Finally, the paper “Explicit overturning limit of rigid block using triple and pseudo-triple impulses under critical near-fault ground motions,” focusses on the rocking behavior of rigid blocks. This Research Topic is important in the evaluation of the earthquake response of monuments, furniture, slender structures or base-isolated high-rise buildings with isolators that do not have tensile resistance. The problem is addressed using the conservation law of energy.

Author contributions

FM: Conceptualization, Writing–review and editing. AB-C: Conceptualization, Data curation, Writing–original draft. IT: Conceptualization, Writing–review and editing.

Conflict of interest

The authors declare that the research was conducted in the absence of any commercial or financial relationships that could be construed as a potential conflict of interest.

The authors declared that they were an editorial board member of Frontiers, at the time of submission. This had no impact on the peer review process and the final decision.

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References

Fardis, N. M. (2018). in 16th European conference on earthquake engineering (Berlin, Germany: Springer), 1–20.From force-to displacement-based seismic design of concrete structures and beyond

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Iacoletti, S., Cremen, G., and Galasso, C. (2023). Modeling damage accumulation during ground-motion sequences for portfolio seismic loss assessments. Soil Dyn. Earthq. Eng. 168, 107821. doi:10.1016/j.soildyn.2023.107821

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Negro, P., Dimova, S., Bournas, D., Tsionis, G., and Strezova, D. (2020). Integrated techniques for the seismic strengthening and energy efficiency of existing buildings: a pilot project. Sendai: WCEE.

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Palermo, V., Tsionis, G., and Sousa, M. L. (2018). Building stock inventory to assess seismic vulnerability across Europe. Luxembourg: Joint Research Center (JCR) of the European Commission.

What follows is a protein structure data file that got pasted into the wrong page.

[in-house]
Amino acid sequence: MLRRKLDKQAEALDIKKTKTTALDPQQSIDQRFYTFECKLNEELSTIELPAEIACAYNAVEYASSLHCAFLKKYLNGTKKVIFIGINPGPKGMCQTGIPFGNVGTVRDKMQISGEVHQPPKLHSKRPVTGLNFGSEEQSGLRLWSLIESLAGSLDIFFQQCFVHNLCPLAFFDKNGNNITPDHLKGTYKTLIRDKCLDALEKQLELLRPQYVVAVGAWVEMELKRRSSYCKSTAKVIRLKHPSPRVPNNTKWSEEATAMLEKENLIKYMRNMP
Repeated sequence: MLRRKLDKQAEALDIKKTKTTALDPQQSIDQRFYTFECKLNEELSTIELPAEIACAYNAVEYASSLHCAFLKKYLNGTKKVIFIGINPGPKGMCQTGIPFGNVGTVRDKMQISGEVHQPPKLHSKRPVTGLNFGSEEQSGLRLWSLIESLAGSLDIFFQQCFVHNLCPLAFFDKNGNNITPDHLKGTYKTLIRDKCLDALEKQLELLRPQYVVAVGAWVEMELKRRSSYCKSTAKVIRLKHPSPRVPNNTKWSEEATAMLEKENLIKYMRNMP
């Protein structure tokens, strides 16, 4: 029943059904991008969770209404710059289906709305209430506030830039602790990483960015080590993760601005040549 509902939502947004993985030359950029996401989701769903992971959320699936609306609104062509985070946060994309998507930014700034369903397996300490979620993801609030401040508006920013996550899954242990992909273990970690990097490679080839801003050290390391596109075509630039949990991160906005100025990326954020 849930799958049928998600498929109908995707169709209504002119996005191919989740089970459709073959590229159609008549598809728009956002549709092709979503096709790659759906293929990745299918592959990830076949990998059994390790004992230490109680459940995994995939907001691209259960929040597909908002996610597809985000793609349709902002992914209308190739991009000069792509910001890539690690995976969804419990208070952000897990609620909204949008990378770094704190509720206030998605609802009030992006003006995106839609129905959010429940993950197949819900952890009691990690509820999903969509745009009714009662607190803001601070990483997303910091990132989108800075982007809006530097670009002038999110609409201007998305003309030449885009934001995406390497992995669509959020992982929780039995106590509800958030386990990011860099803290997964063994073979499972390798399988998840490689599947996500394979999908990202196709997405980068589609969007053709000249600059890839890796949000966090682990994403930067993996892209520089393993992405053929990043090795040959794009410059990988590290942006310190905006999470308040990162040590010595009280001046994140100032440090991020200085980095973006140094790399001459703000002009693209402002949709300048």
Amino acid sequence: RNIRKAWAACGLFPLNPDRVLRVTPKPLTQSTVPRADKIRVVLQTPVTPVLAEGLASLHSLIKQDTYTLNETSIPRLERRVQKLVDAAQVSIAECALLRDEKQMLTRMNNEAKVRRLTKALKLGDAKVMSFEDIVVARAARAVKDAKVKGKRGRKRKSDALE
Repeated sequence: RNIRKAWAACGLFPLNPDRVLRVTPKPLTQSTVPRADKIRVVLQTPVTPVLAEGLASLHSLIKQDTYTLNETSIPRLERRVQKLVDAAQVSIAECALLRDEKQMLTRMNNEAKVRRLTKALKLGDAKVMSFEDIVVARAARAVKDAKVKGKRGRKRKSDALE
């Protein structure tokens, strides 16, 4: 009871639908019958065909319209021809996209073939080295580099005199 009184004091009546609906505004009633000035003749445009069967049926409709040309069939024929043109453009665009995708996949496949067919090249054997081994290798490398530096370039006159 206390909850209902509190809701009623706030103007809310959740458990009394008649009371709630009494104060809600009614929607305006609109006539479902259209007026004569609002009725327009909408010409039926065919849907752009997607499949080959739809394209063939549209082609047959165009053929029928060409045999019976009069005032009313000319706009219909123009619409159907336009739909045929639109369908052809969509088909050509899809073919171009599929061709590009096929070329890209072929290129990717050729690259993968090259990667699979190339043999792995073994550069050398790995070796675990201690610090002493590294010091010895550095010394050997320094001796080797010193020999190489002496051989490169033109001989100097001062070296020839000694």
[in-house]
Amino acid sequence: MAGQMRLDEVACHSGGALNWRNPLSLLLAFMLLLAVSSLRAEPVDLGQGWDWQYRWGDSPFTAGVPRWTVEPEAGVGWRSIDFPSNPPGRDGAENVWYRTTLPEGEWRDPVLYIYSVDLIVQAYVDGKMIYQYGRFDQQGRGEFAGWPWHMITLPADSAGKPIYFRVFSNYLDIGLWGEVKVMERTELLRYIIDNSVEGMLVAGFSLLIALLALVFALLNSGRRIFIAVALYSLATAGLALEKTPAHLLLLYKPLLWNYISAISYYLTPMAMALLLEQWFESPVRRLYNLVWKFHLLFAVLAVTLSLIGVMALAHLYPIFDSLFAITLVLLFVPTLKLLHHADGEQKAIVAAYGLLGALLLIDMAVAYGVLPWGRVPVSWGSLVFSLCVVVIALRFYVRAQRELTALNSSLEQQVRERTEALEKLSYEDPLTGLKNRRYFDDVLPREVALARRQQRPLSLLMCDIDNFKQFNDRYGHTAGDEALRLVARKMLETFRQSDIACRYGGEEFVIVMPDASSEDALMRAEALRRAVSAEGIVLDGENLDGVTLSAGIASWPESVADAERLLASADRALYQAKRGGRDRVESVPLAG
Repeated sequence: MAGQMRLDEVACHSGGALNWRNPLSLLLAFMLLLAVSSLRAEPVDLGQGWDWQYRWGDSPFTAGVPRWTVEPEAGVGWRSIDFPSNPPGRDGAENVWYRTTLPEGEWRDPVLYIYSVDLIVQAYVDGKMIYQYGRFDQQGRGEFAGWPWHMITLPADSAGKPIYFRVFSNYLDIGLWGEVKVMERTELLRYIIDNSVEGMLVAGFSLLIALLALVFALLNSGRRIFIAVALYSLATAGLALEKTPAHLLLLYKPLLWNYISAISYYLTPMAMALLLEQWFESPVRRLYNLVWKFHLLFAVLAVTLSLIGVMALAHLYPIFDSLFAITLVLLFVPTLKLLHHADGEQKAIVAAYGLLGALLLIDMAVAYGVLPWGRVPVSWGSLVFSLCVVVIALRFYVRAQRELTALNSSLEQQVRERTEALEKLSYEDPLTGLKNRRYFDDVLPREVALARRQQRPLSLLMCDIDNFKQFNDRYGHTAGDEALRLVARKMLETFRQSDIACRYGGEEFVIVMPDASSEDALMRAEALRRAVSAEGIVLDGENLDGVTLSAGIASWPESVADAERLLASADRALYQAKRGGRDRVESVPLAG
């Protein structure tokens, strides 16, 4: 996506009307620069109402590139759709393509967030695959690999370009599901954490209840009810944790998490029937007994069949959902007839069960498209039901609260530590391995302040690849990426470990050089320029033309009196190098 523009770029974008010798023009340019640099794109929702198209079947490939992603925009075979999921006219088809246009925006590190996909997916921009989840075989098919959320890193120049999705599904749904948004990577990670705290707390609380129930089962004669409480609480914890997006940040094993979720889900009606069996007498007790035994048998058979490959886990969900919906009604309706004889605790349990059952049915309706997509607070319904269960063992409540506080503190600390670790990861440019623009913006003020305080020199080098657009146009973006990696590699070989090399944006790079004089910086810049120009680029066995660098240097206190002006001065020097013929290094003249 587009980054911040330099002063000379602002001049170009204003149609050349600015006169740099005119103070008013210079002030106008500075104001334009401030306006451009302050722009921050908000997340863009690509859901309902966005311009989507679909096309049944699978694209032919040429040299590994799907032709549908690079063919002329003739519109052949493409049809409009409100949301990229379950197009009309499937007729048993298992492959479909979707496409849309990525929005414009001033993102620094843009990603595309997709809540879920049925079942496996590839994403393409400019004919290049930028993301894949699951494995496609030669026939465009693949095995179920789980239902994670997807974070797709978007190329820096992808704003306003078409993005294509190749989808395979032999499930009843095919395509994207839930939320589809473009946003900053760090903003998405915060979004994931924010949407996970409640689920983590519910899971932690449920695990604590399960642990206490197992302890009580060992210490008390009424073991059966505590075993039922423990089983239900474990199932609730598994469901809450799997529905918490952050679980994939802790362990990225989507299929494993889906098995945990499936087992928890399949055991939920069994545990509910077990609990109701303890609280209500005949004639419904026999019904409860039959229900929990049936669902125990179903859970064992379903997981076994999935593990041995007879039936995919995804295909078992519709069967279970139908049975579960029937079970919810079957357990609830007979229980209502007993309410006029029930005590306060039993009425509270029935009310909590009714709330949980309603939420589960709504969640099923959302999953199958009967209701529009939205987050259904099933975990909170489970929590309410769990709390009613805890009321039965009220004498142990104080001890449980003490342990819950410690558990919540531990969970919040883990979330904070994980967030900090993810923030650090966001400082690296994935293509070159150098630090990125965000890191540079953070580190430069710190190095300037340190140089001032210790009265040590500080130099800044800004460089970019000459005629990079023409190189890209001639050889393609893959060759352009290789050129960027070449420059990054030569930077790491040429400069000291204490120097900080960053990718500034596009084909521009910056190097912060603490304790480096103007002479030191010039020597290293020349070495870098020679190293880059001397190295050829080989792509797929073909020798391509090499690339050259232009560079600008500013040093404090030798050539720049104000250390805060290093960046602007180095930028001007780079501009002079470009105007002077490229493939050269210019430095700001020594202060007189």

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Keywords: energy-based seismic engineering, structural response, performance-based design, energy dissipation, energy demand

Citation: Mollaioli F, Benavent-Climent A and Takewaki I (2023) Editorial: Energy-based seismic engineering. Front. Built Environ. 9:1327561. doi: 10.3389/fbuil.2023.1327561

Received: 25 October 2023; Accepted: 03 November 2023;
Published: 10 November 2023.

Edited and reviewed by:

Antonio Formisano, University of Naples Federico II, Italy

Copyright © 2023 Mollaioli, Benavent-Climent and Takewaki. This is an open-access article distributed under the terms of the Creative Commons Attribution License (CC BY). The use, distribution or reproduction in other forums is permitted, provided the original author(s) and the copyright owner(s) are credited and that the original publication in this journal is cited, in accordance with accepted academic practice. No use, distribution or reproduction is permitted which does not comply with these terms.

*Correspondence: Fabrizio Mollaioli, fabrizio.mollaioli@uniroma1.it